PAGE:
4. pair a weak student and a strong student so that they can help each other in predicting the answers
a. part of speech (e.g. expressions or idioms)
c. meaning (make a list of guesses to help the weaker students)
1. Students listen to the recording and do the task individually.
2. Peer check
3. Task correction (the teacher then plays the recording again bit by bit to check the answers)
1. Students work in group to share their experience after doing the task. What difficulties they had or how they could recognize the answers. (5minutes).
To build confidence, I often play a recording up to three times, highlighting new vocabulary or expressions. I then let the students write the answer on the board, so everyone can see, correcting if necessary.
2. sharpening the macro skils:
Activity to help students recognize paraphrases:
Students stand in 2 lines. There are 2 circles in front. The teacher shows 1 word (e.g crowded) and plays the recording. When the students hear the paraphrase of that word (e.g a lot of people), the first pair jump into the circle. Who can do that first gets 1 point for his team. The first pair then go the back and the procedure is repeated with another word. This can be adapted for older and adult students.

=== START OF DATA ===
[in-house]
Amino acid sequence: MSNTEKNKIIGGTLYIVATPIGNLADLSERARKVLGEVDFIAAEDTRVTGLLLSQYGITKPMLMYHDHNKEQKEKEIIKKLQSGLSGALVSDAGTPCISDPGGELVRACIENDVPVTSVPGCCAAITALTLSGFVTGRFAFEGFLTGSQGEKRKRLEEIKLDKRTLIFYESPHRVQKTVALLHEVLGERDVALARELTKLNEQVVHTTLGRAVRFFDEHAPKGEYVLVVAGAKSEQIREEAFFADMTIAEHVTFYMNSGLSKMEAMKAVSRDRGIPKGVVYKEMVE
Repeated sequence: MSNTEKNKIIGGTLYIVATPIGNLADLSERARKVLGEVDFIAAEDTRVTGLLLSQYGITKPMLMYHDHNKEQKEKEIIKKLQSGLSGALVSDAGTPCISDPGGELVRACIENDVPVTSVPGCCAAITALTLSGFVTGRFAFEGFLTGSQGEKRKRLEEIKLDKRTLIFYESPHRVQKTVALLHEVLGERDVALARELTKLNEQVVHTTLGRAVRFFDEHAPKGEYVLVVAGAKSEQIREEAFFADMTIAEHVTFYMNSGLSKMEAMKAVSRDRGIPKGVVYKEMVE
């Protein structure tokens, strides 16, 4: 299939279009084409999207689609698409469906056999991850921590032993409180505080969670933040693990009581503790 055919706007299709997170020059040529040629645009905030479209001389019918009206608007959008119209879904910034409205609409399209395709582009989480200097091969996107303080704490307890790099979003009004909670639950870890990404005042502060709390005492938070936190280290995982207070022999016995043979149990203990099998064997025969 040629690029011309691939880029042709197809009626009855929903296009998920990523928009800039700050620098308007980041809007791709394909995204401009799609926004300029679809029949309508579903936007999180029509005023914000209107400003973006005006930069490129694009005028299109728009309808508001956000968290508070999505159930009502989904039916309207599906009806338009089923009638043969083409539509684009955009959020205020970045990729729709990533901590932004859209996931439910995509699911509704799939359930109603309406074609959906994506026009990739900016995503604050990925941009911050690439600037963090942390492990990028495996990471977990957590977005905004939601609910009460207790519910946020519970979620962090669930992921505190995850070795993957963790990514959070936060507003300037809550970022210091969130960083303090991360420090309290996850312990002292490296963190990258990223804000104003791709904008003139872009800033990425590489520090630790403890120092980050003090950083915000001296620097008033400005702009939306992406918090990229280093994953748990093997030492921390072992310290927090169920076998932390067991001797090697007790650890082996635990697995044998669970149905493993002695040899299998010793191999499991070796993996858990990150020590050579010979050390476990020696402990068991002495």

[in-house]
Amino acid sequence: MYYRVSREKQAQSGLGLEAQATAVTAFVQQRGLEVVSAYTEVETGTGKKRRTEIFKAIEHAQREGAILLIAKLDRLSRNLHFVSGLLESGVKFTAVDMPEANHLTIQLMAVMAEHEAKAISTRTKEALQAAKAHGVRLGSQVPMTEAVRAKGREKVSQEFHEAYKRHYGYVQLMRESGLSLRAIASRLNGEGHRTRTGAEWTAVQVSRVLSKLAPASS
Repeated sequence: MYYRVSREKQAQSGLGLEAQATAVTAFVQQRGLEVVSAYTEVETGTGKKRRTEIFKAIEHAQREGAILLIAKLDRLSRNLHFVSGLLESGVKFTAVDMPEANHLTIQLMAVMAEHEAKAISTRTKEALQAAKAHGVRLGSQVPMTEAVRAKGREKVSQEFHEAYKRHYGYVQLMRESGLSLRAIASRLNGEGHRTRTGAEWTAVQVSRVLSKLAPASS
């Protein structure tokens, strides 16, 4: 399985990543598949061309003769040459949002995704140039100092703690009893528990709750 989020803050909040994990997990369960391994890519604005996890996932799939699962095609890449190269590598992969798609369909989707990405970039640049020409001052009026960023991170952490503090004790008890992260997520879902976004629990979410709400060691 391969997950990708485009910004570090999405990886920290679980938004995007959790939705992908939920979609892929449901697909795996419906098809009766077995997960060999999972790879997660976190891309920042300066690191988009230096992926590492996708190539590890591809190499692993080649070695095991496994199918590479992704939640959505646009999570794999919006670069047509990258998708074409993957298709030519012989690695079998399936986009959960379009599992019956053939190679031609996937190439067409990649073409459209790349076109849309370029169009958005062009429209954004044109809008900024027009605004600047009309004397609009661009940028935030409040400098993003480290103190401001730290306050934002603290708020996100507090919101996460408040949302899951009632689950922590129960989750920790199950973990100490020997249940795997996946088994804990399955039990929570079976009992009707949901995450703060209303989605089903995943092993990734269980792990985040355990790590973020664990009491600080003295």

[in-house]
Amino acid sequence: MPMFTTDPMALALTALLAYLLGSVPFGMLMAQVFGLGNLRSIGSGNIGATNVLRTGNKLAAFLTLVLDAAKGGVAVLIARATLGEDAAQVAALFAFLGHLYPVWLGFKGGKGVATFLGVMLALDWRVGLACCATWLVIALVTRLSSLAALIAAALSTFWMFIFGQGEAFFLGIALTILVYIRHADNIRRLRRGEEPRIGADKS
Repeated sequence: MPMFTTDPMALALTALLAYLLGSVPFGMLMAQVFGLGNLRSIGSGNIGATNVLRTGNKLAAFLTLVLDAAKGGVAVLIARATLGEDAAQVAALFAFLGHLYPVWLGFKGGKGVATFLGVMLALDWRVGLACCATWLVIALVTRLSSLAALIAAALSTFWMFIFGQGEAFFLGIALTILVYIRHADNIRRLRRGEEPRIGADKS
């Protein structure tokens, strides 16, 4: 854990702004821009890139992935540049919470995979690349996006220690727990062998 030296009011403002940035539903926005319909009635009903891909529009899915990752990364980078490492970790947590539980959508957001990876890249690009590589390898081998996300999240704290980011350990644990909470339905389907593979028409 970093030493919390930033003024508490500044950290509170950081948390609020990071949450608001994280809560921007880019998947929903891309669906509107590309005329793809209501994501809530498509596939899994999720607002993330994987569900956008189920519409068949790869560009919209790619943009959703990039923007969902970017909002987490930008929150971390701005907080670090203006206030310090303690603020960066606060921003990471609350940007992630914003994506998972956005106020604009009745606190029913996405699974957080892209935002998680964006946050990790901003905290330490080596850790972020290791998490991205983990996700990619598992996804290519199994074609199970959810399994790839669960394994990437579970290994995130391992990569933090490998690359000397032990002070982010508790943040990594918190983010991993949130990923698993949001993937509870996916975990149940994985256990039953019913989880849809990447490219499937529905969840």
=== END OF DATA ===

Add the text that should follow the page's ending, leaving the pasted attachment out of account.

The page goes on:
Activity to teach new vocabulary after listening:
The teacher can choose 5 or 6 words that he would like to teach and print them out. Then, put students into groups with a set of words for each group and play the recording. When students hear the word from that set, they have to quickly knock on their desk and take that piece of paper. Who gets the most words wins. The students in group read the words and explain the meaning. Teacher checks the pronunciation and meaning as a class.
The Teacher may wish to set a speaking task related to the topic as a post-listening activity
I believe the students can do better if they are well-prepared in ‘pre-listening’, and for ‘post-listening’, if we can make use of the recording to teach them some skills in doing the task, they will perform better the next time.